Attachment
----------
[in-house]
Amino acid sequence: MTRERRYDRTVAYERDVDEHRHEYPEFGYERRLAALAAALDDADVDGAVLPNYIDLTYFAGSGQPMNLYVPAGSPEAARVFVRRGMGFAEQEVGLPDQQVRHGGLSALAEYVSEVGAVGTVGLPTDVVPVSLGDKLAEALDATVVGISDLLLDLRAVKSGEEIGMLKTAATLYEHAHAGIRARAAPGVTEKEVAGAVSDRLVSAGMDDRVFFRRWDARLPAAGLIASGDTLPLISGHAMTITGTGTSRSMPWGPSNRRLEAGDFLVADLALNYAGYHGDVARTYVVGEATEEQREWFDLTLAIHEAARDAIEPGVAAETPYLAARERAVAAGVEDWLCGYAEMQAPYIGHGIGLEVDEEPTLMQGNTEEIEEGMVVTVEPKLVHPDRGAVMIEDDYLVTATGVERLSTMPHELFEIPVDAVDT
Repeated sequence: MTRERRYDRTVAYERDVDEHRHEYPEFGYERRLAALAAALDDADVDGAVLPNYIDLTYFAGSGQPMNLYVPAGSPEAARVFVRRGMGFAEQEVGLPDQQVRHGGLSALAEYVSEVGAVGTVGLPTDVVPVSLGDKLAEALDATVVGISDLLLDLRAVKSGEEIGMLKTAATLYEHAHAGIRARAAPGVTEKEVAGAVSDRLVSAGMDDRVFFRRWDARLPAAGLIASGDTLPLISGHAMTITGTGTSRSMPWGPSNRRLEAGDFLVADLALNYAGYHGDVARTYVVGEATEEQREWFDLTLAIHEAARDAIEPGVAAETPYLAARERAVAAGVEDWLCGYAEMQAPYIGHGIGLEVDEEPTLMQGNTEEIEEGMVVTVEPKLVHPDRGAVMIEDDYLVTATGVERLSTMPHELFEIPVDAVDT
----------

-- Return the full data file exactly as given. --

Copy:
[in-house]
Amino acid sequence: MTRERRYDRTVAYERDVDEHRHEYPEFGYERRLAALAAALDDADVDGAVLPNYIDLTYFAGSGQPMNLYVPAGSPEAARVFVRRGMGFAEQEVGLPDQQVRHGGLSALAEYVSEVGAVGTVGLPTDVVPVSLGDKLAEALDATVVGISDLLLDLRAVKSGEEIGMLKTAATLYEHAHAGIRARAAPGVTEKEVAGAVSDRLVSAGMDDRVFFRRWDARLPAAGLIASGDTLPLISGHAMTITGTGTSRSMPWGPSNRRLEAGDFLVADLALNYAGYHGDVARTYVVGEATEEQREWFDLTLAIHEAARDAIEPGVAAETPYLAARERAVAAGVEDWLCGYAEMQAPYIGHGIGLEVDEEPTLMQGNTEEIEEGMVVTVEPKLVHPDRGAVMIEDDYLVTATGVERLSTMPHELFEIPVDAVDT
Repeated sequence: MTRERRYDRTVAYERDVDEHRHEYPEFGYERRLAALAAALDDADVDGAVLPNYIDLTYFAGSGQPMNLYVPAGSPEAARVFVRRGMGFAEQEVGLPDQQVRHGGLSALAEYVSEVGAVGTVGLPTDVVPVSLGDKLAEALDATVVGISDLLLDLRAVKSGEEIGMLKTAATLYEHAHAGIRARAAPGVTEKEVAGAVSDRLVSAGMDDRVFFRRWDARLPAAGLIASGDTLPLISGHAMTITGTGTSRSMPWGPSNRRLEAGDFLVADLALNYAGYHGDVARTYVVGEATEEQREWFDLTLAIHEAARDAIEPGVAAETPYLAARERAVAAGVEDWLCGYAEMQAPYIGHGIGLEVDEEPTLMQGNTEEIEEGMVVTVEPKLVHPDRGAVMIEDDYLVTATGVERLSTMPHELFEIPVDAVDT